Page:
Only two weeks ago, Novell's hybrid NetWare-Linux operating system, Open Enterprise Server, was updated with the SP2 patch. Looking ahead, SLES 11 is expected some time in the first half of 2009, and presumably based largely on the openSUSE update rumored to be coming out later this week.
Novell has not said much about SLES 11, except that it will use the Linux 2.6.27 kernel and the Xen 3.3 hypervisor. SLES 11 is expected to have the OpenAIS cluster communication protocol for server and storage clustering as an alternative to the Oracle Cluster File System 2 already in SLES 10. Also planned is the OpenFabrics Enterprise Distribution (OFED) software stack, which will provide open-source drivers for Ethernet and InfiniBand networks that implement the Remote Direct Memory Architecture (RDMA) protocol for more efficient communication between machines.
Furthermore, SLES 11 will have support for distributed replicated block device (DRBD). This is like RAID 1 mirroring for storage devices at the network abstraction level instead of at the array level down inside the server or storage system.
Canonical's Ubuntu was updated in late October with the 8.10 release, or Intrepid Ibex. Ubuntu is aimed at developers and other Linux enthusiasts as well as end users looking for an alternative to Windows so this release focused on a problem area for Linux: WiFi and 3G network connectivity.
Ubuntu 8.10 was based on the Linux 2.6.27 kernel and one of its development, not long-term support, releases. Canonical spins desktop and server editions of Ubuntu, and the server edition of 8.10 recommended using KVM for what the company calls "single host server virtualization."
For data center-class virtualization, Canonical recommendded using VMware's ESX Server or Citrix Systems' XenServer, which have snapshotting, live migration, and other high availability features that KVM does not yet have.
Canonical has been mum about what it will do to support Hyper-V thus far, other than to say that it is not currently in the plans.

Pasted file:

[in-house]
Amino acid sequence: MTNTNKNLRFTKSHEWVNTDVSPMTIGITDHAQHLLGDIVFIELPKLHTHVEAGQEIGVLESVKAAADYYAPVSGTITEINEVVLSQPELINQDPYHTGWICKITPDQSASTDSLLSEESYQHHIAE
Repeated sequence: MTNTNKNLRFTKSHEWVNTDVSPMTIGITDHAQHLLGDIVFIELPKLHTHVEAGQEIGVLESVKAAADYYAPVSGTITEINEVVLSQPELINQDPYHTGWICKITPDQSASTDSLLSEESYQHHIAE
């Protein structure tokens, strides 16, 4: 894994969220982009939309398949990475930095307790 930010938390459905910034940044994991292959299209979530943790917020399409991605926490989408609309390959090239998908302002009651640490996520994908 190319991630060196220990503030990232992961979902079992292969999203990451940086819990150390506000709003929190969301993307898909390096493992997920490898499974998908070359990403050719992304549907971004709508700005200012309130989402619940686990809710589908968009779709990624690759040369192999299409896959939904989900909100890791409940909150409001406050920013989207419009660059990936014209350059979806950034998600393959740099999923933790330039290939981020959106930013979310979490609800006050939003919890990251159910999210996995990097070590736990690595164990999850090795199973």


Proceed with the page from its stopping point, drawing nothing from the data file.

Ubuntu 9.04, the Jaunty Jackalope release, is expected around April 2009 and the first alpha release came out at the end of November. Boot and overall system performance improvements are at the top of the list of features developers are putting together for this release.
Interestingly, Ubuntu 9.04's desktop variant is expected to run on ARM-based netbooks and to have a bunch of power management features to keep networks and processors from burning so much juice.
Unix break out, or bottled up?
Unix is essentially - and embarrassingly - dead on the desktop, so Unix operating system makers have the luxury of only having to worry about servers. Of course, if IBM and Hewlett-Packard had ported their respective AIX and HP-UX Unixes to x64 iron and then kept pace with x64 and related graphics enhancements, their workstations business might have not died off.
Then again, Sun Microsystems still claims to be a workstation vendor, and it has re-embraced x64 processors and it doesn't really have much of a workstation biz. This is one of those cases where Windows and Linux just seem to win.
IBM's AIX saw very little development action this year, with version 6.1 having been delivered in November 2007 - a few months after the initial Power6-based servers hit the market. AIX 6.1 featured tweaks to take advantage of the Power6 iron, including the new decimal and AltiVec math units on the chip, and also has a substantially reworked hypervisor, now called PowerVM. It has had many names.
In September this year, IBM created an Enterprise Edition of AIX 6.1, which included what used to be an add-on to provide workload partitions (WPARs) in addition to logical partitions (LPARs). WPARs are akin to virtual private servers, which have a shared kernel and file system but which look like separate AIX instances as far as system admins and applications are concerned. WPARs are similar to Sun's containers for Solaris. LPARs are akin to virtual machine partitions, and they run whole AIX instances with their own kernels and file systems.
AIX 6.1 Enterprise Edition also included a tool called Workload Partition Manager, which allows workloads to be live migrated around AIX boxes on a network, and a bunch of Tivoli provisioning tools. Basically, if you get Enterprise Edition, the pricing works out that IBM is giving away the Tivoli tools for free.
IBM has been mum about future AIX development, except to admit that AIX 6.2 and AIX 7 are coming down the pike.
The main changes that HP made this year have to do with packaging as well. In April, HP created four different packages of HP-UX 11i v3 concurrent with the first update of that operating system, which was initially launched (and late, I might add) in November 2007.
Now there is a base edition, a virtual server edition, a high availability edition, and a data center edition that includes the whole shebang. Basically, HP stripped out its nPar and vPar virtualization into a distinct edition and made it possible for customers to do high availability clustering without having to take everything in the stack.